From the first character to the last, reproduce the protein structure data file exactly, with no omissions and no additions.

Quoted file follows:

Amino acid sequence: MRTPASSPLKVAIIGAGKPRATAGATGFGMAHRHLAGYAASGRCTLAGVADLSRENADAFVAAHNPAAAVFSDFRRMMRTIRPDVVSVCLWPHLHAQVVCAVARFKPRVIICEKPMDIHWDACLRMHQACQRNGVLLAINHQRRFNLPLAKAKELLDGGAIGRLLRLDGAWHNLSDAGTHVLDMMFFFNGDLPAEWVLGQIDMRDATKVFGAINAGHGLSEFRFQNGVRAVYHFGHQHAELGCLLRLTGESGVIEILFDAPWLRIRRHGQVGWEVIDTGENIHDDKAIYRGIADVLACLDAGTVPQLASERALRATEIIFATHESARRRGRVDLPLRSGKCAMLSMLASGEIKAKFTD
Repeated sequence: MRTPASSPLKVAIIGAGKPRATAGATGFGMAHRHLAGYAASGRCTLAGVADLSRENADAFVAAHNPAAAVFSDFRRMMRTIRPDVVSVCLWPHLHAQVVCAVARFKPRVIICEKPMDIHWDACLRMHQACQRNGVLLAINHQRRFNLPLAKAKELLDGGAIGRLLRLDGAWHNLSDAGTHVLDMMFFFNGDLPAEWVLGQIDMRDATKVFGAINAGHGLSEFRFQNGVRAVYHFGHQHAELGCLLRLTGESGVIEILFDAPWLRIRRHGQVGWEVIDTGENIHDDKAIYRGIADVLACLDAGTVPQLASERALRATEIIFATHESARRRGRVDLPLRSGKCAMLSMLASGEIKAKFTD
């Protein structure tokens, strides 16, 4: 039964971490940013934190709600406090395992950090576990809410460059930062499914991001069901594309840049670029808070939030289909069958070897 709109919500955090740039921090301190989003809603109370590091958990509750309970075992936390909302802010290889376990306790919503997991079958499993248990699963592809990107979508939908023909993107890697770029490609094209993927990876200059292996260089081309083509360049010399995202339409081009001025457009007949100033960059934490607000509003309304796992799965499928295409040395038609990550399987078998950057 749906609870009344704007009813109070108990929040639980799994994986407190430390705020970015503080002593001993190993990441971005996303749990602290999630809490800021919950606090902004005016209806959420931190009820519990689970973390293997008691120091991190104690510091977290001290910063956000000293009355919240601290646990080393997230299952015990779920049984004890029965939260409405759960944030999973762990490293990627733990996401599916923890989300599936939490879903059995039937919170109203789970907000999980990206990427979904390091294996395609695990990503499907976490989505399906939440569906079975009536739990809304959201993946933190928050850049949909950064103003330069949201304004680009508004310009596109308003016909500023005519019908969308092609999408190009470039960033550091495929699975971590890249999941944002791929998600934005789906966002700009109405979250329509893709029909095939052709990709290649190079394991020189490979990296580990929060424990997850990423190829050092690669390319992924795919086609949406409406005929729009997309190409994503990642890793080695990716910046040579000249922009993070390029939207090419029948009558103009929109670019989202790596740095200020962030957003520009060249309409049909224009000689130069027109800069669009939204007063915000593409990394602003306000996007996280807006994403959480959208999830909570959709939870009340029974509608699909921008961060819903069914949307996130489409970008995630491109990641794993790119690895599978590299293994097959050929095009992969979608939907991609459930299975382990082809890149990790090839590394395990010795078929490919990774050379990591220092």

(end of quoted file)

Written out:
Amino acid sequence: MRTPASSPLKVAIIGAGKPRATAGATGFGMAHRHLAGYAASGRCTLAGVADLSRENADAFVAAHNPAAAVFSDFRRMMRTIRPDVVSVCLWPHLHAQVVCAVARFKPRVIICEKPMDIHWDACLRMHQACQRNGVLLAINHQRRFNLPLAKAKELLDGGAIGRLLRLDGAWHNLSDAGTHVLDMMFFFNGDLPAEWVLGQIDMRDATKVFGAINAGHGLSEFRFQNGVRAVYHFGHQHAELGCLLRLTGESGVIEILFDAPWLRIRRHGQVGWEVIDTGENIHDDKAIYRGIADVLACLDAGTVPQLASERALRATEIIFATHESARRRGRVDLPLRSGKCAMLSMLASGEIKAKFTD
Repeated sequence: MRTPASSPLKVAIIGAGKPRATAGATGFGMAHRHLAGYAASGRCTLAGVADLSRENADAFVAAHNPAAAVFSDFRRMMRTIRPDVVSVCLWPHLHAQVVCAVARFKPRVIICEKPMDIHWDACLRMHQACQRNGVLLAINHQRRFNLPLAKAKELLDGGAIGRLLRLDGAWHNLSDAGTHVLDMMFFFNGDLPAEWVLGQIDMRDATKVFGAINAGHGLSEFRFQNGVRAVYHFGHQHAELGCLLRLTGESGVIEILFDAPWLRIRRHGQVGWEVIDTGENIHDDKAIYRGIADVLACLDAGTVPQLASERALRATEIIFATHESARRRGRVDLPLRSGKCAMLSMLASGEIKAKFTD
């Protein structure tokens, strides 16, 4: 039964971490940013934190709600406090395992950090576990809410460059930062499914991001069901594309840049670029808070939030289909069958070897 709109919500955090740039921090301190989003809603109370590091958990509750309970075992936390909302802010290889376990306790919503997991079958499993248990699963592809990107979508939908023909993107890697770029490609094209993927990876200059292996260089081309083509360049010399995202339409081009001025457009007949100033960059934490607000509003309304796992799965499928295409040395038609990550399987078998950057 749906609870009344704007009813109070108990929040639980799994994986407190430390705020970015503080002593001993190993990441971005996303749990602290999630809490800021919950606090902004005016209806959420931190009820519990689970973390293997008691120091991190104690510091977290001290910063956000000293009355919240601290646990080393997230299952015990779920049984004890029965939260409405759960944030999973762990490293990627733990996401599916923890989300599936939490879903059995039937919170109203789970907000999980990206990427979904390091294996395609695990990503499907976490989505399906939440569906079975009536739990809304959201993946933190928050850049949909950064103003330069949201304004680009508004310009596109308003016909500023005519019908969308092609999408190009470039960033550091495929699975971590890249999941944002791929998600934005789906966002700009109405979250329509893709029909095939052709990709290649190079394991020189490979990296580990929060424990997850990423190829050092690669390319992924795919086609949406409406005929729009997309190409994503990642890793080695990716910046040579000249922009993070390029939207090419029948009558103009929109670019989202790596740095200020962030957003520009060249309409049909224009000689130069027109800069669009939204007063915000593409990394602003306000996007996280807006994403959480959208999830909570959709939870009340029974509608699909921008961060819903069914949307996130489409970008995630491109990641794993790119690895599978590299293994097959050929095009992969979608939907991609459930299975382990082809890149990790090839590394395990010795078929490919990774050379990591220092």